2. Martin Bohl & Pierre Siklos, 2008. "Empirical evidence on feedback trading in mature and emerging stock markets," Applied Financial Economics, Taylor & Francis Journals, vol. 18(17), pages 1379-1389.
  3. Robert F. Engle & Victor K. Ng, 1991. "Measuring and Testing the Impact of News on Volatility," NBER Working Papers 3681, National Bureau of Economic Research, Inc.
  4. Andrea Frazzini & Owen A. Lamont, 2005. "Dumb Money: Mutual Fund Flows and the Cross-Section of Stock Returns," NBER Working Papers 11526, National Bureau of Economic Research, Inc.
  5. Lo, Andrew W. & Craig MacKinlay, A., 1990. "An econometric analysis of nonsynchronous trading," Journal of Econometrics, Elsevier, vol. 45(1-2), pages 181-211.
  6. Lebaron, B., 1990. "Some Relations Between Volatility And Serial Correlations In Stock Market Returns," Working papers 9002, Wisconsin Madison - Social Systems.
  7. Lee, Wayne Y. & Jiang, Christine X. & Indro, Daniel C., 2002. "Stock market volatility, excess returns, and the role of investor sentiment," Journal of Banking & Finance, Elsevier, vol. 26(12), pages 2277-2299.
  8. Laopodis, Nikiforos T., 2005. "Feedback trading and autocorrelation interactions in the foreign exchange market: Further evidence," Economic Modelling, Elsevier, vol. 22(5), pages 811-827, September.
  9. Frankie Chau & Phil Holmes & Krishna Paudyal, 2008. "The Impact of Universal Stock Futures on Feedback Trading and Volatility Dynamics," Journal of Business Finance & Accounting, Wiley Blackwell, vol. 35(1-2), pages 227-249.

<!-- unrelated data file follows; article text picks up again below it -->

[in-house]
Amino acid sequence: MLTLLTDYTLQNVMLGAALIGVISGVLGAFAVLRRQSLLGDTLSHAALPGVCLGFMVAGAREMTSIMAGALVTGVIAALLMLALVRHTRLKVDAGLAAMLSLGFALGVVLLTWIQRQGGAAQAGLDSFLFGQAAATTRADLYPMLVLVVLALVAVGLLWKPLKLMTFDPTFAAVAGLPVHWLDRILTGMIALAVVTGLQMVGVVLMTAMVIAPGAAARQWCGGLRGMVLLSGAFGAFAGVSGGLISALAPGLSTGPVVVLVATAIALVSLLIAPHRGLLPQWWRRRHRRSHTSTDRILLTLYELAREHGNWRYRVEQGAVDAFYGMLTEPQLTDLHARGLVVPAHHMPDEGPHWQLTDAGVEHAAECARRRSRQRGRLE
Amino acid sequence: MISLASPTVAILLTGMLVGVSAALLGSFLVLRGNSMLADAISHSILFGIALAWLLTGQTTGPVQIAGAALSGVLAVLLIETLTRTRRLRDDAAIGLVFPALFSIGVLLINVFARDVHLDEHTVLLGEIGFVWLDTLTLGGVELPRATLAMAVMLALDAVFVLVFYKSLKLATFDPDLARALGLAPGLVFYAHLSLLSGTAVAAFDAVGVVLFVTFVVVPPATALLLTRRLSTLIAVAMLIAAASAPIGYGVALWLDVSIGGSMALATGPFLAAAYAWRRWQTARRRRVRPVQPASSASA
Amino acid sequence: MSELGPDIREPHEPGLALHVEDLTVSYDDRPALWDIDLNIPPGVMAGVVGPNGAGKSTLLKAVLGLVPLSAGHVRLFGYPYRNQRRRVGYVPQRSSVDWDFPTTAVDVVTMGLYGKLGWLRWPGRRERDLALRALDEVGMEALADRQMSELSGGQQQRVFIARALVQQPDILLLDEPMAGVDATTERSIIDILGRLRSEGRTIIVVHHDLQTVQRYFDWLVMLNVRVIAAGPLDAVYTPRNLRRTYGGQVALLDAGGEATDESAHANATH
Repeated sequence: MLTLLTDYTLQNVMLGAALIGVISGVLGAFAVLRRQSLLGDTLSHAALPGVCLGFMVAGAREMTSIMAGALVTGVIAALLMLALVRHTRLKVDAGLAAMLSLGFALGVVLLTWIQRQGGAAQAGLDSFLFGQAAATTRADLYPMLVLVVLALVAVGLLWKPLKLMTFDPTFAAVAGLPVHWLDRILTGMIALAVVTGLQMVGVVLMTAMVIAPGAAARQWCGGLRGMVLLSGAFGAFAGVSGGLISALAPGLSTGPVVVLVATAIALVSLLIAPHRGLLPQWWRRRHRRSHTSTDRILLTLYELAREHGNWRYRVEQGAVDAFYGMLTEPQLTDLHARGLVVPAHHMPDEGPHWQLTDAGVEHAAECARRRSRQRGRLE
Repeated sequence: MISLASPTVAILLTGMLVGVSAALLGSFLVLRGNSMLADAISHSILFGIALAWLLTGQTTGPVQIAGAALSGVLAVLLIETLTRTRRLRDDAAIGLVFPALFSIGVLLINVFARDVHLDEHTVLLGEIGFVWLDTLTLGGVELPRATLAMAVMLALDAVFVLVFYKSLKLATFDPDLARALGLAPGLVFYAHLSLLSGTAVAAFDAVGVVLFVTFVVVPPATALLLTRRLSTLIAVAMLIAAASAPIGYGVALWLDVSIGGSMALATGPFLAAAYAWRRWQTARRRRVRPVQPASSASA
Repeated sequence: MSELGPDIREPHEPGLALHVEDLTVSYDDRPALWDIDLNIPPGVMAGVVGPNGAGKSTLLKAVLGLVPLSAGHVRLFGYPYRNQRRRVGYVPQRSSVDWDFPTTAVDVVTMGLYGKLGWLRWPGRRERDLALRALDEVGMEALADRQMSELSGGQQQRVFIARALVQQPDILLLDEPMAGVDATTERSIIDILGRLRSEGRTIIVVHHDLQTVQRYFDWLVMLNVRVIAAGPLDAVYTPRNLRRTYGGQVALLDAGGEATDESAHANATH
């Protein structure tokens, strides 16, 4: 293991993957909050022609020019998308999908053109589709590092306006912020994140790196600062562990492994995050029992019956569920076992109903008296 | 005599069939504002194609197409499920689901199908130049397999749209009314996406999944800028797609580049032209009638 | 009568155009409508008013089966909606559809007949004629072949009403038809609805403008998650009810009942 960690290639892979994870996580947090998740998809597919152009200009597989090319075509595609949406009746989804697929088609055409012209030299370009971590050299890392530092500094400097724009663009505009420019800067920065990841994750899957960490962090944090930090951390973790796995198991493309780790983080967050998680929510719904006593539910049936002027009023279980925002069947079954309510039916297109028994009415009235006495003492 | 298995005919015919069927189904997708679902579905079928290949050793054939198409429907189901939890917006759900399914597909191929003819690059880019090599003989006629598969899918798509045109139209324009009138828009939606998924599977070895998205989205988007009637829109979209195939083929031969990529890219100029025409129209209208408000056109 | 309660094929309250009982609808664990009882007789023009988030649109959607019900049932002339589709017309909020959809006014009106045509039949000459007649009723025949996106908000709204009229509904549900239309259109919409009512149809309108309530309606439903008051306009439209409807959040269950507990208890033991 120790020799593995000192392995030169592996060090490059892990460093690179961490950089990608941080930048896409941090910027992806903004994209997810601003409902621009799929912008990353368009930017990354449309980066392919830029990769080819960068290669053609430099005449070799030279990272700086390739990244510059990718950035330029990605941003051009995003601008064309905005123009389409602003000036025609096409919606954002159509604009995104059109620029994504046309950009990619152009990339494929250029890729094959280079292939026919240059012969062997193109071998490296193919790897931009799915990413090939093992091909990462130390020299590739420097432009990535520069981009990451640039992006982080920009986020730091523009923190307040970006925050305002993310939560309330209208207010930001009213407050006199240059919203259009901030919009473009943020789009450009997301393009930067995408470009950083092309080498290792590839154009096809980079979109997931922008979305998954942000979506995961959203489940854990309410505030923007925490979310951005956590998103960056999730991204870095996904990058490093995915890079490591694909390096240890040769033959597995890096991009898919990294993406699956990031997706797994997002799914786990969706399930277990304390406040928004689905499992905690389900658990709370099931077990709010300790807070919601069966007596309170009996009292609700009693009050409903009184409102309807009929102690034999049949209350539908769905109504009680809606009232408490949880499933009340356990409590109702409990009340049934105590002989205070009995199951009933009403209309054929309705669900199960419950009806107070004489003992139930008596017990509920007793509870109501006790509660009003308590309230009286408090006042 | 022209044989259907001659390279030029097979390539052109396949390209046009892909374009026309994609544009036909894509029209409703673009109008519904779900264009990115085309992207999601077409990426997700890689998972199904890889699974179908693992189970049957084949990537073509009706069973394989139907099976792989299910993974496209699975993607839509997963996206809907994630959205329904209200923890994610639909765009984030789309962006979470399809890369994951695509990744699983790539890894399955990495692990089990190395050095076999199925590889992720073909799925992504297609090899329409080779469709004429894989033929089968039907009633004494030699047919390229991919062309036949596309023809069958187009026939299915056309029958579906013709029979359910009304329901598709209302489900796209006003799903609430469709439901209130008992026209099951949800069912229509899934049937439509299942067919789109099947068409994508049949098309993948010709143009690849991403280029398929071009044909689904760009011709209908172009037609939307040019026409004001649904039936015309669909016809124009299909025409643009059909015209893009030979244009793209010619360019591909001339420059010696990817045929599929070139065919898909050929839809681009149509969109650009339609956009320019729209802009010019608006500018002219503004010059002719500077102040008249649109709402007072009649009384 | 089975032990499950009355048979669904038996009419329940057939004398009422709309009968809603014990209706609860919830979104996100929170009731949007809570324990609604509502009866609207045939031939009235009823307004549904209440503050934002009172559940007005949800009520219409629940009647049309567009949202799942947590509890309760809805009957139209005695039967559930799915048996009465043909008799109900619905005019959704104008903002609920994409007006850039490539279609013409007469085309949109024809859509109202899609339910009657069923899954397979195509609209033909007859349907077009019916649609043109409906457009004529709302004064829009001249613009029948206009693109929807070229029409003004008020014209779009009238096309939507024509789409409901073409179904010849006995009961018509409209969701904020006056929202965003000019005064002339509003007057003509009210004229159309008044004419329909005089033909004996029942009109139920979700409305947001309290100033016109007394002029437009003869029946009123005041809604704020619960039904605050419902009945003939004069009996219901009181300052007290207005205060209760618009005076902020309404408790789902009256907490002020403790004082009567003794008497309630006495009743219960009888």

10. Antoniou, Antonios & Koutmos, Gregory & Pericli, Andreas, 2005. "Index futures and positive feedback trading: evidence from major stock exchanges," Journal of Empirical Finance, Elsevier, vol. 12(2), pages 219-238, March.
  11. Alexander, C. & Barbosa, A., 2008. "Hedging index exchange traded funds," Journal of Banking & Finance, Elsevier, vol. 32(2), pages 326-337, February.
  12. De Long, J Bradford, et al, 1990. " Positive Feedback Investment Strategies and Destabilizing Rational Speculation," Journal of Finance, American Finance Association, vol. 45(2), pages 379-95, June.
  13. Michael D. McKenzie & Robert W. Faff, 2003. "The Determinants of Conditional Autocorrelation in Stock Returns," Journal of Financial Research, Southern Finance Association;Southwestern Finance Association, vol. 26(2), pages 259-274.
  14. Sentana, Enrique & Wadhwani, Sushil B, 1992. "Feedback Traders and Stock Return Autocorrelations: Evidence from a Century of Daily Data," Economic Journal, Royal Economic Society, vol. 102(411), pages 415-25, March.